1) A specific house temperature is being maintained and it is constant for a given bird age or weight. Change the house temperature +/- 5 F, the required minimum ventilation rate can change +/- 25%.
2) A specific house humidity is being maintained and it is constant at a given bird age or weight. Change the inside humidity +/- 10%, the required minimum ventilation rate can change +/-25%
3) A specific amount of water is being added to the house for a given bird age or weight. Change the water consumption +/- 10%, the required minimum ventilation rate can change +/- 10%.
4) Outside environmental conditions are constant for a given bird age or weight. Change the outside temperature +/- 10 F, the required minimum ventilation rate can change +/- 15%.
5) All the incoming air is throughly mixed with the inside air:
a) All the fresh air enters though a house’s air inlet system (i.e, no leakage).
b) Proper inlet opening and static pressure are being maintained.
c) The air inlets are properly designed and maintained. A loose house can easily require minimum ventilation rates to be increased 20% or more due incoming air not being properly heated and dried before moving down to floor level. It takes more cool damp air to dry the litter than warm dry air.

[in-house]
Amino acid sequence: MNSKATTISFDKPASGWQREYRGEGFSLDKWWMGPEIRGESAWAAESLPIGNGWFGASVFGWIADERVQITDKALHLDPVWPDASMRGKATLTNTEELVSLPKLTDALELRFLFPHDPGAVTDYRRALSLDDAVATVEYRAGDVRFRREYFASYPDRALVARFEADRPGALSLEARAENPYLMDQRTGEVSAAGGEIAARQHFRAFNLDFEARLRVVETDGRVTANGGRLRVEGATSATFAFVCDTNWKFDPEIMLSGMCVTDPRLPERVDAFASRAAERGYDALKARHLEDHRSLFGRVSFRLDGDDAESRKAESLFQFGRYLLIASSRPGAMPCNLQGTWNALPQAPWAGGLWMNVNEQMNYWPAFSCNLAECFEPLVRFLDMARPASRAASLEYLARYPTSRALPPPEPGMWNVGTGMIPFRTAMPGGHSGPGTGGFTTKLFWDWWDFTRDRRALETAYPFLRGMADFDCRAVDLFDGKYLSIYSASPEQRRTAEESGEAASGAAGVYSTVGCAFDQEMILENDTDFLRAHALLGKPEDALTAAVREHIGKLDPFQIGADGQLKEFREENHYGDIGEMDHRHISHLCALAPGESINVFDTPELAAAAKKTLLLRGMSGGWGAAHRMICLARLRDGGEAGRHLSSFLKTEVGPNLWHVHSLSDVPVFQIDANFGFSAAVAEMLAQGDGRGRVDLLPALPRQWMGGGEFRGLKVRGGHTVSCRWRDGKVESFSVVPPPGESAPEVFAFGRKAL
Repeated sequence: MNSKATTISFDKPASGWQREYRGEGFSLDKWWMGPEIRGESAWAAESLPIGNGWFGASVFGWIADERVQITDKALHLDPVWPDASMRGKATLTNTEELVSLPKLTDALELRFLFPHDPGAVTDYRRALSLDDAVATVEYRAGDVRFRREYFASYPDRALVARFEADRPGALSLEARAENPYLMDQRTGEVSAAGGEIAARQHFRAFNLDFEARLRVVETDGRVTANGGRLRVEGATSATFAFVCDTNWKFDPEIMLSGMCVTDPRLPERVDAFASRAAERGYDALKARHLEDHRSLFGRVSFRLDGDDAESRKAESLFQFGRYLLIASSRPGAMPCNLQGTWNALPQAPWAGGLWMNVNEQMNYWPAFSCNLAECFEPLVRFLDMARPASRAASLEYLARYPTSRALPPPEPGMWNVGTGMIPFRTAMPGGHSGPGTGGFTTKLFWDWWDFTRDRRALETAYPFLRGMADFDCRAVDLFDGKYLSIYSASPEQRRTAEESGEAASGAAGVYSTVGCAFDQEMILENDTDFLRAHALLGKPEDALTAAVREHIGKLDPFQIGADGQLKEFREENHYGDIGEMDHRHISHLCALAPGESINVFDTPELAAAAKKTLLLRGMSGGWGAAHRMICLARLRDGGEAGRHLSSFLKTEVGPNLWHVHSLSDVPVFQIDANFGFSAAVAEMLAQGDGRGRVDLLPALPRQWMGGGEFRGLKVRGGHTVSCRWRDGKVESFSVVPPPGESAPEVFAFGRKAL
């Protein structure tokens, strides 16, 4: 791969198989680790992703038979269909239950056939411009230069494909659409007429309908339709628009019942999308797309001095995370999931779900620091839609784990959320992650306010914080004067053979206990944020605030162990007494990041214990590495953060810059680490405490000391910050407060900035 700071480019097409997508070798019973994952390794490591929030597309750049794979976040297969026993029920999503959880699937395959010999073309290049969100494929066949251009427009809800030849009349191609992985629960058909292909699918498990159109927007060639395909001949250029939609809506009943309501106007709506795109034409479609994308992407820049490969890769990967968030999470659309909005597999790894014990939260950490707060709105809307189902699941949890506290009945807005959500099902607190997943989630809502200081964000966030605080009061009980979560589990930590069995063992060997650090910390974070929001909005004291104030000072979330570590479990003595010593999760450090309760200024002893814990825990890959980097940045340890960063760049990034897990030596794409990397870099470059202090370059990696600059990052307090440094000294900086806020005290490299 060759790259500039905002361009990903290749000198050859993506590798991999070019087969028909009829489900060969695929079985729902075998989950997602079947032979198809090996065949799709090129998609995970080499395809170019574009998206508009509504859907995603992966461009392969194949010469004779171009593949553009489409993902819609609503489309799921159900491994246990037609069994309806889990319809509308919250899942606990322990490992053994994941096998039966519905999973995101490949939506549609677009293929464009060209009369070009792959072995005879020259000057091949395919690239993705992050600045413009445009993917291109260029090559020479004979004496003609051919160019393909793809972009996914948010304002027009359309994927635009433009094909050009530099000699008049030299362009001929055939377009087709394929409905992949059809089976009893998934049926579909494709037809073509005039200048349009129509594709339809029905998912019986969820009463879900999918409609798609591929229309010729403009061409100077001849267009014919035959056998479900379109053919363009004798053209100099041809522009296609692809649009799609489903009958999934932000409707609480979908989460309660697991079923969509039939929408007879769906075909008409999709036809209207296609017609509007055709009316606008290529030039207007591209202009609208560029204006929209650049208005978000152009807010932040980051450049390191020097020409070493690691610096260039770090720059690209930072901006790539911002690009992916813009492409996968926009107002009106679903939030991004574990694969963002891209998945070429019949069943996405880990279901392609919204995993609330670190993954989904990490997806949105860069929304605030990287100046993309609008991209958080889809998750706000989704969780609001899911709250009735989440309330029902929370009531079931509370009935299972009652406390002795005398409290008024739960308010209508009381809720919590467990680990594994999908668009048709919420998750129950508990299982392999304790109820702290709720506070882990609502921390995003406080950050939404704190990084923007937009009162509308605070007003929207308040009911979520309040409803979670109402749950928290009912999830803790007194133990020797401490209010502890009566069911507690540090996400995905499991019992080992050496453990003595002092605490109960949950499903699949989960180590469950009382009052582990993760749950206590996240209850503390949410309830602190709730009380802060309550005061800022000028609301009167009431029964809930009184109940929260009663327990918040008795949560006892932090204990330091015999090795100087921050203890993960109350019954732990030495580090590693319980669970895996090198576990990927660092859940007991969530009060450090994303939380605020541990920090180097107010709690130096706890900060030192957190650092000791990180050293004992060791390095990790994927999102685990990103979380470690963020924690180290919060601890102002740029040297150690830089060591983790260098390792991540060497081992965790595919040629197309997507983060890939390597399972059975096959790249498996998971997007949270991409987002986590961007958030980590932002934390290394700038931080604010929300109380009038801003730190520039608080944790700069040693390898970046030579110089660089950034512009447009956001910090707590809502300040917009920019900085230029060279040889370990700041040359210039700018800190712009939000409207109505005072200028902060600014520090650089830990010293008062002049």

6) The air moving capacity of the minimum ventilation fans is precisely known. Change the output of the fans +/- 10%, the required minimum ventilation rate can change +/- 10%.
7) No moisture is being added to the house by the heating system. For every gallon of propane burned, approximately 0.8 of a gallon of water is added to a house. During brooding the heating system can be easily be adding 20% or more of the water we need to remove.
8) The fresh air is brought in uniformly along the length of the house.
9) The inside temperature and humidity are uniform throughout the house.